Language models demonstrate both quantitative improvement and new qualitative capabilities with increasing scale. Despite their potentially transformative impact, these new capabilities are as yet poorly characterized. In order to inform future research, prepare for disruptive new model capabilities, and ameliorate socially harmful effects, it is vital that we understand the present and near-future capabilities and limitations of language models. To address this challenge, we introduce the Beyond the Imitation Game benchmark (BIG-bench). BIG-bench currently consists of 204 tasks, contributed by 442 authors across 132 institutions. Task topics are diverse, drawing problems from linguistics, childhood development, math, common-sense reasoning, biology, physics, social bias, software development, and beyond. BIG-bench focuses on tasks that are believed to be beyond the capabilities of current language models. We evaluate the behavior of OpenAI's GPT models, Google-internal dense transformer architectures, and Switch-style sparse transformers on BIG-bench, across model sizes spanning millions to hundreds of billions of parameters. In addition, a team of human expert raters performed all tasks in order to provide a strong baseline. Findings include: model performance and calibration both improve with scale, but are poor in absolute terms (and when compared with rater performance); performance is remarkably similar across model classes, though with benefits from sparsity; tasks that improve gradually and predictably commonly involve a large knowledge or memorization component, whereas tasks that exhibit "breakthrough" behavior at a critical scale often involve multiple steps or components, or brittle metrics; social bias typically increases with scale in settings with ambiguous context, but this can be improved with prompting.
Accurate automatic evaluation metrics for open-domain dialogs are in high demand. Existing model-based metrics for system response evaluation are trained on human annotated data, which is cumbersome to collect. In this work, we propose to use information that can be automatically extracted from the next user utterance, such as its sentiment or whether the user explicitly ends the conversation, as a proxy to measure the quality of the previous system response. This allows us to train on a massive set of dialogs with weak supervision, without requiring manual system turn quality annotations. Experiments show that our model is comparable to models trained on human annotated data. Furthermore, our model generalizes across both spoken and written open-domain dialog corpora collected from real and paid users.
Incorporating external knowledge sources effectively in conversations is a longstanding problem in open-domain dialogue research. The existing literature on open-domain knowledge selection is limited and makes certain brittle assumptions on knowledge sources to simplify the overall task (Dinan et al., 2019), such as the existence of a single relevant knowledge sentence per context. In this work, we evaluate the existing state of open-domain conversation knowledge selection, showing where the existing methodologies regarding data and evaluation are flawed. We then improve on them by proposing a new framework for collecting relevant knowledge, and create an augmented dataset based on the Wizard of Wikipedia (WOW) corpus, which we call WOW++. WOW++ averages 8 relevant knowledge sentences per dialogue context, embracing the inherent ambiguity of open-domain dialogue knowledge selection. We then benchmark various knowledge ranking algorithms on this augmented dataset with both intrinsic evaluation and extrinsic measures of response quality, showing that neural rerankers that use WOW++ can outperform rankers trained on standard datasets.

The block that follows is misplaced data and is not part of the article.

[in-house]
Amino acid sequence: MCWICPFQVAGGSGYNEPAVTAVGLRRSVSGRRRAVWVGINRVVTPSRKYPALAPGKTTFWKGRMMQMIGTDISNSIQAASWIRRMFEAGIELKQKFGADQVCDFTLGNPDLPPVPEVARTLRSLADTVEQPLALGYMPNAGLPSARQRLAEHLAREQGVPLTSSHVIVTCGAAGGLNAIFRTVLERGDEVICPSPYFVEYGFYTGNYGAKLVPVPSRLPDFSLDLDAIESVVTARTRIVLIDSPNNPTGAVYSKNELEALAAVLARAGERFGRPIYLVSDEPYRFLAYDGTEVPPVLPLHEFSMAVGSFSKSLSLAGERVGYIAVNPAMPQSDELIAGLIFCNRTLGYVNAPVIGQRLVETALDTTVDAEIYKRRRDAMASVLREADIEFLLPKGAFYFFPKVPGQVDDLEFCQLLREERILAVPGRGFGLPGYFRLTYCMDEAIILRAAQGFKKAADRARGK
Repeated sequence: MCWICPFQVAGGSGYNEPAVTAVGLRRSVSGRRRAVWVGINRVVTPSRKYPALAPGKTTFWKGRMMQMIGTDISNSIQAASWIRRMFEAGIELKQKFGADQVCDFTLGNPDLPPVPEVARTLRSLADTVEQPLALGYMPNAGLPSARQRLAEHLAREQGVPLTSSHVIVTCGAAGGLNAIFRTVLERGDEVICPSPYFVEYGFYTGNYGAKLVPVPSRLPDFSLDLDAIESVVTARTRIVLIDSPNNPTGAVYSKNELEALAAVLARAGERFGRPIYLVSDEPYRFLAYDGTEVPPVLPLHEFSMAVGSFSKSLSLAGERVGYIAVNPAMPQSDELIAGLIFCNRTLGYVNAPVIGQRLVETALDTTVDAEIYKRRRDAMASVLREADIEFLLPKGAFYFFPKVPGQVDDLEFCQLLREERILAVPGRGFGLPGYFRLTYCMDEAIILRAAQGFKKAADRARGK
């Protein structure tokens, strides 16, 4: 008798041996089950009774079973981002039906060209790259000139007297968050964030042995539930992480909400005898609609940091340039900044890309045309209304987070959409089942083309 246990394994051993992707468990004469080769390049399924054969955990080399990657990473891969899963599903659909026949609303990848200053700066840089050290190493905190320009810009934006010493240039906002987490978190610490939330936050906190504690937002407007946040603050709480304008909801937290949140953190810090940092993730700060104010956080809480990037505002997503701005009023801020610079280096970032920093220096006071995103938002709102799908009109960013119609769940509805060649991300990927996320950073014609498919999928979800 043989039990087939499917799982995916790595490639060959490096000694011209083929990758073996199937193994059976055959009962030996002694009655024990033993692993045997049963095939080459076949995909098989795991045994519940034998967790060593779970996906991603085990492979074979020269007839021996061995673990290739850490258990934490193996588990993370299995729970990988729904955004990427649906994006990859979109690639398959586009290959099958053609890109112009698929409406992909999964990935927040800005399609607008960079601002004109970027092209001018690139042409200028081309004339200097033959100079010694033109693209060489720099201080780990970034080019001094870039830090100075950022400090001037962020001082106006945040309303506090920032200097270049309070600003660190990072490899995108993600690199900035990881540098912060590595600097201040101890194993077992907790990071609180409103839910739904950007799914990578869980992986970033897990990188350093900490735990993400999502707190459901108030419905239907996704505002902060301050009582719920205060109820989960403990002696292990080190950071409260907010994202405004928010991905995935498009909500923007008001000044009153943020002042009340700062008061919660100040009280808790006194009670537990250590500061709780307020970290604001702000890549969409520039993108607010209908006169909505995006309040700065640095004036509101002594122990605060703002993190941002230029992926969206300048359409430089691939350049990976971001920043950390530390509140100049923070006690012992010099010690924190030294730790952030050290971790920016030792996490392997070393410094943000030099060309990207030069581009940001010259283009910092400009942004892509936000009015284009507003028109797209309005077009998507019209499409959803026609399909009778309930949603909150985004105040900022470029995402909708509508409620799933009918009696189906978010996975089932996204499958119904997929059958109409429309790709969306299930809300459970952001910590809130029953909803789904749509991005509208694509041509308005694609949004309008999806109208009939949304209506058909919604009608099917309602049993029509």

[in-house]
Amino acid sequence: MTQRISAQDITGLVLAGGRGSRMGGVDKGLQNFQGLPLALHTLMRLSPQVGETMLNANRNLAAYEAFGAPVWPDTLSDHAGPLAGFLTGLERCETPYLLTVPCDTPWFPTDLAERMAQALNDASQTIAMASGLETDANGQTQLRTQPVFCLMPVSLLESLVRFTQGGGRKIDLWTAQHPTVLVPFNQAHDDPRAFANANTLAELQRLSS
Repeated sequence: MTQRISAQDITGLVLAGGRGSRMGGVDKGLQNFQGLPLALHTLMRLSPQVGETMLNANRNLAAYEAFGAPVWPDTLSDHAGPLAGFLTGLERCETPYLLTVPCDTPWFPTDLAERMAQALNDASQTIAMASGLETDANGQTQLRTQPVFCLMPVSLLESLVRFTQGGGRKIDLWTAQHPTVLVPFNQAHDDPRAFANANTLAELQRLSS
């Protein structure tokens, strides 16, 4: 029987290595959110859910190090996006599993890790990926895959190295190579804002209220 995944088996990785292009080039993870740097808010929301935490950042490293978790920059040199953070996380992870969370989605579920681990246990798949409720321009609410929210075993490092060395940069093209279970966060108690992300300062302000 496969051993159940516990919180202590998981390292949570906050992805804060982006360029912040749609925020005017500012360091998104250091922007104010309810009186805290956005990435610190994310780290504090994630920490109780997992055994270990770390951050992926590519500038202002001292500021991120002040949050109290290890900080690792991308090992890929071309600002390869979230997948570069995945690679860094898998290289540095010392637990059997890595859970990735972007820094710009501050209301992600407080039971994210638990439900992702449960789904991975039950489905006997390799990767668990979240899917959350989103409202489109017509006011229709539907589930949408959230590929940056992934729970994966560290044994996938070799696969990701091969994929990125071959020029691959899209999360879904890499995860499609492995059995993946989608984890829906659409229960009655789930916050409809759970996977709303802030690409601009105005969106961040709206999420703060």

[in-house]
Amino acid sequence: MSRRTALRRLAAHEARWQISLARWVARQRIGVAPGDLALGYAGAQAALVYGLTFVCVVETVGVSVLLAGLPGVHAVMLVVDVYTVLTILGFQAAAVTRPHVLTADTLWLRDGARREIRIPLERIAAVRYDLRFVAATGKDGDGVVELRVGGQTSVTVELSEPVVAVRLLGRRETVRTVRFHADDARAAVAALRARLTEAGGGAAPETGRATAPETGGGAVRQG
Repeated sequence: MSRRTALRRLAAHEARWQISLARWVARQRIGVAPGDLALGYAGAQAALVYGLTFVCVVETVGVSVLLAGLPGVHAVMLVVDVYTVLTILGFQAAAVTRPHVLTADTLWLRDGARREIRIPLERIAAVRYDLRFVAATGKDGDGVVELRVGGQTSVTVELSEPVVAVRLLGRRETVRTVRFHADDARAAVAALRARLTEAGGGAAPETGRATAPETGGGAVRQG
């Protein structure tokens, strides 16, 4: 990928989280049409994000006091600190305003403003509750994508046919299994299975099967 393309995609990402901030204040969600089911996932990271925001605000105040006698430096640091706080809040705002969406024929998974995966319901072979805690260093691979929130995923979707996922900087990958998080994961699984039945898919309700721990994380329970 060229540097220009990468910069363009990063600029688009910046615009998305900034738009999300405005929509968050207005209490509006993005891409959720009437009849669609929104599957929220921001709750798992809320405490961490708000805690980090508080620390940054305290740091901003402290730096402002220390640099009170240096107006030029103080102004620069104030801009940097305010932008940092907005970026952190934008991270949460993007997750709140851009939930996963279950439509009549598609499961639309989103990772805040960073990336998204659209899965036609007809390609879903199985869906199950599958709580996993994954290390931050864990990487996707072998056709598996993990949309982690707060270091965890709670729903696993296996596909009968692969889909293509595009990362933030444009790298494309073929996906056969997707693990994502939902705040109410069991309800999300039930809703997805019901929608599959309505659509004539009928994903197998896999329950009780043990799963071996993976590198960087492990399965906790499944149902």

Automatic evaluation is beneficial for open-domain dialog system development. However, standard word-overlap metrics (BLEU, ROUGE) do not correlate well with human judgements of open-domain dialog systems. In this work we propose to use the sentiment of the next user utterance for turn or dialog level evaluation. Specifically we propose three methods: one that predicts the next sentiment directly, and two others that predict the next user utterance using an utterance or a feedback generator model and then classify its sentiment. Experiments show our model outperforming existing automatic evaluation metrics on both written and spoken open-domain dialogue datasets.
* Accepted at EMNLP 2021 Evaluations and Assessments of Neural
Conversation Systems Workshop. 2 pages, 1 table
Implicit knowledge, such as common sense, is key to fluid human conversations. Current neural response generation (RG) models are trained end-to-end, omitting unstated implicit knowledge. In this paper, we present a self-talk approach that first generates the implicit commonsense knowledge and then generates response by referencing the externalized knowledge, all using one generative model. We analyze different choices to collect knowledge-aligned dialogues, represent implicit knowledge, and elicit knowledge and responses. We introduce three evaluation aspects: knowledge quality, knowledge-response connection, and response quality and perform extensive human evaluations. Our experimental results show that compared with end-to-end RG models, self-talk models that externalize the knowledge grounding process by explicitly generating implicit knowledge also produce responses that are more informative, specific, and follow common sense. We also find via human evaluation that self-talk models generate high-quality knowledge around 75% of the time. We hope that our findings encourage further work on different approaches to modeling implicit commonsense knowledge and training knowledgeable RG models.